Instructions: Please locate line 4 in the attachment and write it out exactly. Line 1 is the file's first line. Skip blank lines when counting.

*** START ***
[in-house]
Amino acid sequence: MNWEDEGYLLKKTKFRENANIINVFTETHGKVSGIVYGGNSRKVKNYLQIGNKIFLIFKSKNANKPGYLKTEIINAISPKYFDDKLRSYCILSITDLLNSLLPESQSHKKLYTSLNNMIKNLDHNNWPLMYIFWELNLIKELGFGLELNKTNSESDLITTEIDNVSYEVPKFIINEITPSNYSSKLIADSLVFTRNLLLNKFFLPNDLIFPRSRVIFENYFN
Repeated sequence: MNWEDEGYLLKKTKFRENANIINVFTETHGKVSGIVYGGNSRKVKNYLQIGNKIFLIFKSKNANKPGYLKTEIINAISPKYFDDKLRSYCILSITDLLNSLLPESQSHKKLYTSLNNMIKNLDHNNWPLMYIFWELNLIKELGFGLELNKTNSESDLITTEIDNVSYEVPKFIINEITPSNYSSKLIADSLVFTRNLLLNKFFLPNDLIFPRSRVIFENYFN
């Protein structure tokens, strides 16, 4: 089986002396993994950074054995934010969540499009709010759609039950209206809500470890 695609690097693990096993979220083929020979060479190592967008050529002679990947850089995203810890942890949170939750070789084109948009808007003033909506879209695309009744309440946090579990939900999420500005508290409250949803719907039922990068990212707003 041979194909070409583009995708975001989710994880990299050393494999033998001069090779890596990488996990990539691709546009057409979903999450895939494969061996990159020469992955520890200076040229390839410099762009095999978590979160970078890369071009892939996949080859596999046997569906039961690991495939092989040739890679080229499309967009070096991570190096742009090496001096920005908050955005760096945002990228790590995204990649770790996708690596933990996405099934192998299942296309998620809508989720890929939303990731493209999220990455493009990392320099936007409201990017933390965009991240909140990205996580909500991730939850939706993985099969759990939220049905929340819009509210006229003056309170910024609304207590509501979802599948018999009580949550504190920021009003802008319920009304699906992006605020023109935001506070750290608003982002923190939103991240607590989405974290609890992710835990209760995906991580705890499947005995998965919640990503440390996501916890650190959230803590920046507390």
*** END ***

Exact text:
């Protein structure tokens, strides 16, 4: 089986002396993994950074054995934010969540499009709010759609039950209206809500470890 695609690097693990096993979220083929020979060479190592967008050529002679990947850089995203810890942890949170939750070789084109948009808007003033909506879209695309009744309440946090579990939900999420500005508290409250949803719907039922990068990212707003 041979194909070409583009995708975001989710994880990299050393494999033998001069090779890596990488996990990539691709546009057409979903999450895939494969061996990159020469992955520890200076040229390839410099762009095999978590979160970078890369071009892939996949080859596999046997569906039961690991495939092989040739890679080229499309967009070096991570190096742009090496001096920005908050955005760096945002990228790590995204990649770790996708690596933990996405099934192998299942296309998620809508989720890929939303990731493209999220990455493009990392320099936007409201990017933390965009991240909140990205996580909500991730939850939706993985099969759990939220049905929340819009509210006229003056309170910024609304207590509501979802599948018999009580949550504190920021009003802008319920009304699906992006605020023109935001506070750290608003982002923190939103991240607590989405974290609890992710835990209760995906991580705890499947005995998965919640990503440390996501916890650190959230803590920046507390």